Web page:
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On garbage Collector

Abhijit Das
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Joined: Sep 25, 2007
Posts: 156
How to determine the numbers of objects are eligible for garbage collection in a particular java program.

Please explain!!!

Abhijit Das
SCJP 5.0 | SCWCD 1.5
Mohit Jain
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Joined: Jun 04, 2007
Posts: 74
Objects having no references in given program become eligible for garbage collection. Just check how many objects in the program loose their references(0 references) and thats the count.

SCJP 5.0, SCWCD in progress
Kelvin Chenhao Lim
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Joined: Oct 20, 2007
Posts: 513
Adding on to Mohit's response, an object can actually still have some references pointing to it, and still be eligible for garbage collection. All that matters is that there must be no reachable references, i.e. references that can still be used by the current program. Two objects may have mutual references to each other, but as long as there are no reachable references to either object, then they're both eligible for garbage collection. For example:

(Things get a bit more complicated once we also start talking about soft/weak/phantom references, but those are thankfully outside the scope of the SCJP.)

SCJP 5.0
Burkhard Hassel
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Joined: Aug 25, 2006
Posts: 1274

You can also write some code where you override the finalize method of a given class so you see some output from the garbage collection:

But when you are really looking at some code,

the best thing is to draw a little pic with your variables pointing to the objects created. Then you should see when an object is no longer referenced and therefore eligible for GC.
In this example after line 3 it should look like:

After line 4 one is nulled, but that does not mean that the object is nulled, regard this as if the variable points to a null object:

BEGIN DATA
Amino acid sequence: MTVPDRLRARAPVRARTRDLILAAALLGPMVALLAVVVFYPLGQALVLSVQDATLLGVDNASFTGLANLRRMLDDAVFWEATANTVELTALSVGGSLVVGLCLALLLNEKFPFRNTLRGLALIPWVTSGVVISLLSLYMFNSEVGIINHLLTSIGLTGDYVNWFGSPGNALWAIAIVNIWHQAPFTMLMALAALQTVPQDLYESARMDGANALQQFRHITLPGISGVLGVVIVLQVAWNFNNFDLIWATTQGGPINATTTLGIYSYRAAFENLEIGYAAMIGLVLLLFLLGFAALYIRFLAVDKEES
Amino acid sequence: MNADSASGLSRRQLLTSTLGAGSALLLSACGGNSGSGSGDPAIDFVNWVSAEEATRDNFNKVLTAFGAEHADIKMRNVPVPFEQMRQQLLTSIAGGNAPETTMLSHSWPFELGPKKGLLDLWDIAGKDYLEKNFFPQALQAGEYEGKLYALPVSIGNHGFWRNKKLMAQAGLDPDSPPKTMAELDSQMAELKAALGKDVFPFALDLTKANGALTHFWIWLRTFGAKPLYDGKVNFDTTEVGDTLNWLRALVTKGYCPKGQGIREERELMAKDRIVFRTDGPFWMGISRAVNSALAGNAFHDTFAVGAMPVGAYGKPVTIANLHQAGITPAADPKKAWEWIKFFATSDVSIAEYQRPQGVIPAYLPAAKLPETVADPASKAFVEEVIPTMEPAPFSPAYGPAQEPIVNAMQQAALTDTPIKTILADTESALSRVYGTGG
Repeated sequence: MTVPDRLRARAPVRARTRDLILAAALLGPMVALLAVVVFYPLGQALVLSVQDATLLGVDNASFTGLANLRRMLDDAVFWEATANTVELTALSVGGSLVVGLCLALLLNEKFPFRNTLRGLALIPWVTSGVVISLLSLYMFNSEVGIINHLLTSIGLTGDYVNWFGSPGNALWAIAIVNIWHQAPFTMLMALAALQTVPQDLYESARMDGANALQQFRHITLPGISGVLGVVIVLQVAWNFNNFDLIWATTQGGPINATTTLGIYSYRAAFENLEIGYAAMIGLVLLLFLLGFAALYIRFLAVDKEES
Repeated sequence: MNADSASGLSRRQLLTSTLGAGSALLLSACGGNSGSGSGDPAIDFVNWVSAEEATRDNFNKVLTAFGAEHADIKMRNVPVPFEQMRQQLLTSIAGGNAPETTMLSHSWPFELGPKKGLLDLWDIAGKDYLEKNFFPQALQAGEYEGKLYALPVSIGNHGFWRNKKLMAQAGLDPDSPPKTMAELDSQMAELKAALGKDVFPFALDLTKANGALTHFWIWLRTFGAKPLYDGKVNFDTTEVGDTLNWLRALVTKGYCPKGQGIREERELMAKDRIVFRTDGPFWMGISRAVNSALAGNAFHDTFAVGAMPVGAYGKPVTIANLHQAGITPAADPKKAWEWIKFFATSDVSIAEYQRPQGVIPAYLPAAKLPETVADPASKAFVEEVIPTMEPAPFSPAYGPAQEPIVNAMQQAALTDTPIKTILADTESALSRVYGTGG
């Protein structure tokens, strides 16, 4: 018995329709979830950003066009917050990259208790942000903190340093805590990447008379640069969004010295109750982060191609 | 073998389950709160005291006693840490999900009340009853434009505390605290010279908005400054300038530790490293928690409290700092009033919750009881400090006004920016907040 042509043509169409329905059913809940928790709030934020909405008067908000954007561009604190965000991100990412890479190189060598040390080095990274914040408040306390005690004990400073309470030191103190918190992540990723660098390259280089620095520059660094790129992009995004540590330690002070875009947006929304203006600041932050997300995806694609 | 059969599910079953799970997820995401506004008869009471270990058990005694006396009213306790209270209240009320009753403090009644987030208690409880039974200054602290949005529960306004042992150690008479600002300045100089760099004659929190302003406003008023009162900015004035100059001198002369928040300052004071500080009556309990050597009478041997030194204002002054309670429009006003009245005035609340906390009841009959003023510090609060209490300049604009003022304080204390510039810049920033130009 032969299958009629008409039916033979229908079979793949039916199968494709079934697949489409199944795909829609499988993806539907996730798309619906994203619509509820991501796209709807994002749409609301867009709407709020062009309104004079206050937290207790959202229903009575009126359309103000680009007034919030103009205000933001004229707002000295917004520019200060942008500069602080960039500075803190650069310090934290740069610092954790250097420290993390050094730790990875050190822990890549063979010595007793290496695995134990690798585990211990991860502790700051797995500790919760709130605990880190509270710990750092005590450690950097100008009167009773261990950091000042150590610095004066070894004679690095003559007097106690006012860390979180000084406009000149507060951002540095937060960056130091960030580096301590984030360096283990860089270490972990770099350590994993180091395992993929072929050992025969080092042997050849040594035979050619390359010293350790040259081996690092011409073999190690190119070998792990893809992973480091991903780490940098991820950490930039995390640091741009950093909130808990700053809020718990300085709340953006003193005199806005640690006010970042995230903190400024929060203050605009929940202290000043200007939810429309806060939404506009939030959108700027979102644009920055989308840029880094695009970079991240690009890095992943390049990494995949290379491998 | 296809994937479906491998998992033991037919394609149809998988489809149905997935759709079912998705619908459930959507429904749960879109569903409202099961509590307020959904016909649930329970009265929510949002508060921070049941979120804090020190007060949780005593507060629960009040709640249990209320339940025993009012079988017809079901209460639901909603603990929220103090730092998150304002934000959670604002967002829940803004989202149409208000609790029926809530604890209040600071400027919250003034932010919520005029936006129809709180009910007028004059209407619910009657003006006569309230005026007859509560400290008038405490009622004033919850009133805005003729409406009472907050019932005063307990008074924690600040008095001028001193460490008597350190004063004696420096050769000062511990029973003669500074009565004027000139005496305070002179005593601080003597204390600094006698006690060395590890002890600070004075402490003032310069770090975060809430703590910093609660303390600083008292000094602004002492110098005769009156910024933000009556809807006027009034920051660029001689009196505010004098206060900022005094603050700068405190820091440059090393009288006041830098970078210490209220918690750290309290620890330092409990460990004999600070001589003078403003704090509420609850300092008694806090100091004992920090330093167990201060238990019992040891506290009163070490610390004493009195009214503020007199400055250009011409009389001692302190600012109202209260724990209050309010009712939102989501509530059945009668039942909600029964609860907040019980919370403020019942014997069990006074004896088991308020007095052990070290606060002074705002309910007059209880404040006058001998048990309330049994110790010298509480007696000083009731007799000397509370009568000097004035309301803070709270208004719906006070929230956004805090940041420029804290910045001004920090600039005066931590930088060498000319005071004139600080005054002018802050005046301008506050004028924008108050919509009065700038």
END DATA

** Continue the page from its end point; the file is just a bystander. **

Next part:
Both Bananas are still there and none is eligible for GC.

After line 5 however there is no arrow pointing at the second banana and therefore it is eligible for GC.

If the GC (a background thread) runs you got the output from the finalize method if you have overridden it:

You may try to paint the situation from the code with the island of isolation provided by Kelvin.

By the way, drawing:
In the prometric test centers they will give you something to draw on, but you have to leave this at the testing center.


all events occur in real time
Kelvin Chenhao Lim
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Joined: Oct 20, 2007
Posts: 513
I whole-heartedly second the diagram drawing advice. As a matter of fact, that's exactly how I go about solving these garbage collection problems too. Excellent tip, Bu! (Cool drawings, too.)
Jesper de Jong
Java Cowboy
Saloon Keeper

Joined: Aug 16, 2005
Posts: 15092

Wow Burkhard, you really did your best on this one with the drawings and all!
[ November 17, 2007: Message edited by: Jesper Young ]

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Abhijit Das
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Joined: Sep 25, 2007
Posts: 156
Very good explanation using diagram. Thanks a lot. I understood but having doubt on the last paragraph about isolation.

peter kosmas
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Joined: Aug 26, 2008
Posts: 79
i can't see the drawings ......
can you send me this ?
i don't know if it is the explorer and i can't see the drawings ...

Time is relative so there is no way i can be late.
~Albert Einstein~
Henry Wong

Joined: Sep 28, 2004
Posts: 20531

Well, it is a two year old topic, so you can't be surprised that whatever temporary location that was used to host those diagrams may be gone.


Books: Java Threads, 3rd Edition, Jini in a Nutshell, and Java Gems (contributor)
Ulf Dittmer

Joined: Mar 22, 2005
Posts: 42965
I anticipated that this day would come and kept backups, which I've now restored. Enjoy!
I agree. Here's the link: http://aspose.com/file-tools
subject: On garbage Collector
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